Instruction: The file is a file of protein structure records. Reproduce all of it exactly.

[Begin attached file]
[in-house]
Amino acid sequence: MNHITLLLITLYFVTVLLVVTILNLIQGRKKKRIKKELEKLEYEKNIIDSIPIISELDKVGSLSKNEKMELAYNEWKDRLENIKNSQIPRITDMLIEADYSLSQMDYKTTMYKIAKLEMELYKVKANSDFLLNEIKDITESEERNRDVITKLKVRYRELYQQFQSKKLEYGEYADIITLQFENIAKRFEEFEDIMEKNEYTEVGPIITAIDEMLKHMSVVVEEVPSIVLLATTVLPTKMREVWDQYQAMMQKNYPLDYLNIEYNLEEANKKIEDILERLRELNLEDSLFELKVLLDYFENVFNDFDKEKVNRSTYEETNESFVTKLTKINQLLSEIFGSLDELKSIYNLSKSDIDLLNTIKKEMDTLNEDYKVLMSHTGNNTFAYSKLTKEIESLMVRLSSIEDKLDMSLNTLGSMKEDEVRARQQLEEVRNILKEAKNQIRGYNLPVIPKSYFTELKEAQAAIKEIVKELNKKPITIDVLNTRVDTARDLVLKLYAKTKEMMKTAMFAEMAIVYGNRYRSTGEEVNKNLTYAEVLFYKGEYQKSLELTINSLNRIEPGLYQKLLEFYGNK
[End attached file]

[in-house]
Amino acid sequence: MNHITLLLITLYFVTVLLVVTILNLIQGRKKKRIKKELEKLEYEKNIIDSIPIISELDKVGSLSKNEKMELAYNEWKDRLENIKNSQIPRITDMLIEADYSLSQMDYKTTMYKIAKLEMELYKVKANSDFLLNEIKDITESEERNRDVITKLKVRYRELYQQFQSKKLEYGEYADIITLQFENIAKRFEEFEDIMEKNEYTEVGPIITAIDEMLKHMSVVVEEVPSIVLLATTVLPTKMREVWDQYQAMMQKNYPLDYLNIEYNLEEANKKIEDILERLRELNLEDSLFELKVLLDYFENVFNDFDKEKVNRSTYEETNESFVTKLTKINQLLSEIFGSLDELKSIYNLSKSDIDLLNTIKKEMDTLNEDYKVLMSHTGNNTFAYSKLTKEIESLMVRLSSIEDKLDMSLNTLGSMKEDEVRARQQLEEVRNILKEAKNQIRGYNLPVIPKSYFTELKEAQAAIKEIVKELNKKPITIDVLNTRVDTARDLVLKLYAKTKEMMKTAMFAEMAIVYGNRYRSTGEEVNKNLTYAEVLFYKGEYQKSLELTINSLNRIEPGLYQKLLEFYGNK